The IIfx was (is?) a very capable web-browsing machine. Considering
the initial cost of that unit, it seems silly to grade it in these
terms...but I was using a IIfx up until 1999 or so for web/ftp/email
and it was rock-solid.
On Sep 30, 2008, at 8:53 PM, Tim McNerney wrote:
told using the compact Macs are an exercise in futility.
But what about the Mac II's? (original II, IIx, IIfx, IIcx).
I was just curious.
Right. For a pre-Mac II (e.g. Mac Plus), even Appletalk network
file sharing was an exercise in futility, let alone Ethernet. Until
the Quadras came along, an Ethernet interface was not built-in. You
had to buy a separate network card for you Mac II, and more likely
than not, it used "thin ethernet" (coax) not 10-base-T. I did use
some 10-base-T SCSI Ethernet adapters for non-expandable Mac laptops
around 1975, but they were barely up-to-snuff.
While I was in grad school, from 1997 through 1999, I used a Quadra
700 running IE for browsing the web. It seemed unbearably slow even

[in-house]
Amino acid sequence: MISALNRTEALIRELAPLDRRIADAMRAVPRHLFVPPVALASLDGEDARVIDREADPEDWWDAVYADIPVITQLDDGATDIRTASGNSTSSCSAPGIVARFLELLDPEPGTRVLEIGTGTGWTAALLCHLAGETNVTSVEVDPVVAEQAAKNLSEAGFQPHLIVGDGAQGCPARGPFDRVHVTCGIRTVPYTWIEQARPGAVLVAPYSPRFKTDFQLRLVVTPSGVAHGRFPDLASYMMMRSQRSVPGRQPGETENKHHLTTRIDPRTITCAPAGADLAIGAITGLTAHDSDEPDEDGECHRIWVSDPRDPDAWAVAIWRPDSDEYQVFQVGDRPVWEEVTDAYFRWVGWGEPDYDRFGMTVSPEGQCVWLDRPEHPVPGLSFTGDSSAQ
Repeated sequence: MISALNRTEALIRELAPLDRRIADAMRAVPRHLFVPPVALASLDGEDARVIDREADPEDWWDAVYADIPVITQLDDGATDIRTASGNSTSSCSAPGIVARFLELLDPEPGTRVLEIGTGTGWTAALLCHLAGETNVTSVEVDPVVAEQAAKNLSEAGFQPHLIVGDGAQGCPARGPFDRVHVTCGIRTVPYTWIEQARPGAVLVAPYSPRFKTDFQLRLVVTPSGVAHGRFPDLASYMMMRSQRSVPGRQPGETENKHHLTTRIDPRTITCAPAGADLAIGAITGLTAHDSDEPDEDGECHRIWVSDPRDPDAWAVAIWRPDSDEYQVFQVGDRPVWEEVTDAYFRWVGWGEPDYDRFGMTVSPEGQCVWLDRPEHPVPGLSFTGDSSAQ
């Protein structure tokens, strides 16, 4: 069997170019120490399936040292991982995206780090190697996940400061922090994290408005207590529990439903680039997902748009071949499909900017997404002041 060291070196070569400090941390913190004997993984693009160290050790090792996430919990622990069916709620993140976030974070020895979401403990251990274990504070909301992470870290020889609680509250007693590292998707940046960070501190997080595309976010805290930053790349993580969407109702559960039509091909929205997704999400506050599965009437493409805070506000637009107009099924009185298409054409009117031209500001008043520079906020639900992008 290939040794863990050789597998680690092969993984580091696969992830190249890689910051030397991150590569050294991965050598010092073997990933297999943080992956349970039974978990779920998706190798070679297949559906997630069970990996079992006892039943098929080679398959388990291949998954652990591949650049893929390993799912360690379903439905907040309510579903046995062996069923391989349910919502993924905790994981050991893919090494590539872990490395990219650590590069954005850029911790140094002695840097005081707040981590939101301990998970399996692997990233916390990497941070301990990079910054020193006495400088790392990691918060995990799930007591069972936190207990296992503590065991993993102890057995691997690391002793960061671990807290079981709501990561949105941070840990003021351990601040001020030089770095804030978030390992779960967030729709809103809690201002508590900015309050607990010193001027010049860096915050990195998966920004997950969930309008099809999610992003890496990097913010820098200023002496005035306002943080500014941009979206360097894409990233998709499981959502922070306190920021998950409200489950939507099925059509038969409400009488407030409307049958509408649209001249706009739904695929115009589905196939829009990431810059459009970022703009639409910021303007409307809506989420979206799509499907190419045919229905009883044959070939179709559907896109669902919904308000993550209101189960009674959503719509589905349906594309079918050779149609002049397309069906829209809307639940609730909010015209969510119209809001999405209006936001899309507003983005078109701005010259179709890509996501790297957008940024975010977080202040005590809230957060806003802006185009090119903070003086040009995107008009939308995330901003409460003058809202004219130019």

then, and I think I switched to Netscape because its rendering
engine was more efficient (IE often had to redraw the whole web page
twice--e.g. to figure out how big the images were, and on a 68040
that was a noticeable delay). Plus a lots of things have changed
since then. I don't think I even needed a Flash plugins at the
time. Not that you would even think of watching a YouTube video on
a processor that slow. For email I used GNU emacs RMAIL running on
my group's Unix server. I had to abandon it when MIME became the
norm around 2000.
Bottom line: For small values of "access the internet" the older
Macs were serviceable. By modern standards, the old browsers are
curiosities at best. But if you need to transfer some old files off
your old Mac, the connectivity is there, and I have been grateful
that FTP still works even today.
Aaron C Finney
Technical Services Manager